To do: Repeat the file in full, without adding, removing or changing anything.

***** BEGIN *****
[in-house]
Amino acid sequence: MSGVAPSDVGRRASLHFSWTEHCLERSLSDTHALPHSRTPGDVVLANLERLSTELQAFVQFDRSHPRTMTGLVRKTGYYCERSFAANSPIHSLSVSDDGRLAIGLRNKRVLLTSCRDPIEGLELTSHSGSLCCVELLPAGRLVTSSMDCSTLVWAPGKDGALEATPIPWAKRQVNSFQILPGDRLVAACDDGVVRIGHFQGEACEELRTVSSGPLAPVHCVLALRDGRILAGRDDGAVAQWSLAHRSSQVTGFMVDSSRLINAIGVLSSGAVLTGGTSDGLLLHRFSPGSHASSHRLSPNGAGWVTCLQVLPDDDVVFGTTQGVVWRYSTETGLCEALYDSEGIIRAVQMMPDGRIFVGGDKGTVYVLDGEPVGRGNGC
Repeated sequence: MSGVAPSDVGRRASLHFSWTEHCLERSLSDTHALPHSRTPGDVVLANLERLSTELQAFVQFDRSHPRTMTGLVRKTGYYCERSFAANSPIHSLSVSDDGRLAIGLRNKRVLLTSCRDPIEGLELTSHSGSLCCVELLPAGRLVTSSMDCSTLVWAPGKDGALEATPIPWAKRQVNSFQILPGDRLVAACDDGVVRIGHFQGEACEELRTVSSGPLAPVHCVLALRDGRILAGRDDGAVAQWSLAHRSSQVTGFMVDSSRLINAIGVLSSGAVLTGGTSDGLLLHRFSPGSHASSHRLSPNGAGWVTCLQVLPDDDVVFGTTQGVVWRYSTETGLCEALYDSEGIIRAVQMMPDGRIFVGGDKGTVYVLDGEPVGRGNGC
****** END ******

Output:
[in-house]
Amino acid sequence: MSGVAPSDVGRRASLHFSWTEHCLERSLSDTHALPHSRTPGDVVLANLERLSTELQAFVQFDRSHPRTMTGLVRKTGYYCERSFAANSPIHSLSVSDDGRLAIGLRNKRVLLTSCRDPIEGLELTSHSGSLCCVELLPAGRLVTSSMDCSTLVWAPGKDGALEATPIPWAKRQVNSFQILPGDRLVAACDDGVVRIGHFQGEACEELRTVSSGPLAPVHCVLALRDGRILAGRDDGAVAQWSLAHRSSQVTGFMVDSSRLINAIGVLSSGAVLTGGTSDGLLLHRFSPGSHASSHRLSPNGAGWVTCLQVLPDDDVVFGTTQGVVWRYSTETGLCEALYDSEGIIRAVQMMPDGRIFVGGDKGTVYVLDGEPVGRGNGC
Repeated sequence: MSGVAPSDVGRRASLHFSWTEHCLERSLSDTHALPHSRTPGDVVLANLERLSTELQAFVQFDRSHPRTMTGLVRKTGYYCERSFAANSPIHSLSVSDDGRLAIGLRNKRVLLTSCRDPIEGLELTSHSGSLCCVELLPAGRLVTSSMDCSTLVWAPGKDGALEATPIPWAKRQVNSFQILPGDRLVAACDDGVVRIGHFQGEACEELRTVSSGPLAPVHCVLALRDGRILAGRDDGAVAQWSLAHRSSQVTGFMVDSSRLINAIGVLSSGAVLTGGTSDGLLLHRFSPGSHASSHRLSPNGAGWVTCLQVLPDDDVVFGTTQGVVWRYSTETGLCEALYDSEGIIRAVQMMPDGRIFVGGDKGTVYVLDGEPVGRGNGC